Although some people are aware of the history of Santa Claus or Father Christmas, if you did not grow up in a western country, you may be familiar with the outfit but not sure why it exists, and how it fits in with the Christmas story.
We all know Santa as the fat jolly man in wearing the famous Santa Outfit - a red suit with white fur trim and a wide black belt and black boots, with a pointy red hat that matches his outfit. There has been much speculation as to the precise origins of the figure of Santa Claus as he represents a combination of legendary figures that seem to have the same theme of being an older bearded man who flies through the night sky in December and gives gifts to children.
Over time, different folk traditions from Norse legends blended with Christian traditions in various locations. In Scandinavia, for instance, the old bearded man is the Norse god Odin who rode the night sky on a supernatural white horse and dispensed gifts. The horse is transformed into reindeer and the modern-day folklore has Santa living in the north pole, which pays homage to his Norse origins.
Christmas is a famous time for children to receive gifts from this benevolent man in a red and white suit and every shopping centre will have Santa for visits from children who will whisper what they hope they will have as a present on Christmas morning when they wake up, as a reward for having been good all year. In the Christian tradition, the gift-giving represents the three wise men who give gifts to mark their respects when Jesus was born in Bethlehem some 2000 years ago.
Santa Claus is believed to be a modern form of an ancient 4th Century Greek Bishop, known as Saint Nicholas who died on the 6th December. In many countries, his death is celebrated as St Nicholas Day. When you say the words for St Nicholas in Dutch, it sounds more like Santa Claus (in Dutch it is said as Sinterklaas)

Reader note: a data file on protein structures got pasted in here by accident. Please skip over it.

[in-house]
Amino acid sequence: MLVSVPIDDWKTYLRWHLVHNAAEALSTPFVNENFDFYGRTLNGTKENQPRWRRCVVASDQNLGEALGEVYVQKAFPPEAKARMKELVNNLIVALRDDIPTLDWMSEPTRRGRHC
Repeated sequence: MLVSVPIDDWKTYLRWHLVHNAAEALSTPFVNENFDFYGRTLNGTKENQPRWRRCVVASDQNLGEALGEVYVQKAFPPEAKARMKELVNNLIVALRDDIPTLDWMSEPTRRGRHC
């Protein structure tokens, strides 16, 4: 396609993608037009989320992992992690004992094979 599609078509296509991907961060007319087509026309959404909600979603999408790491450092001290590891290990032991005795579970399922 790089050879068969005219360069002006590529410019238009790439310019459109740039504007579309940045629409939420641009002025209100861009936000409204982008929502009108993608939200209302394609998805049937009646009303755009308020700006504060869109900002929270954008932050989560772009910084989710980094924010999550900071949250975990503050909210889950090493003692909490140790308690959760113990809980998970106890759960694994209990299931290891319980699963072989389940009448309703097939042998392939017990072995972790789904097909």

This man during his lifetime was renowned for his generosity and was the patron saint for children, so the tradition of giving gifts in December to children came about. Sinterklaas is where the tradition for making a list and checking who was ‘naughty or nice’ comes from which has come through the ages to now.
Most pictures of St Nicholas have him with a flowing white beard which has persisted since the fourth century. Children love and fear Santa Claus as he looks so strange compared to other people, however they believe that each year as a reward for good behaviour, they will receive all sorts of gifts.
So in closing, the Santa Christmas costume that we associate in Australia, the UK and the USA has very strong historical roots that last many thousands of years, and have united several different cultures, all with their love of giving children gifts. An important aspect to remember is that while in Australia, Christmas comes during very hot weather in Summer, the tradition of the cosy red suit and hat came during the European mid-winter celebrations.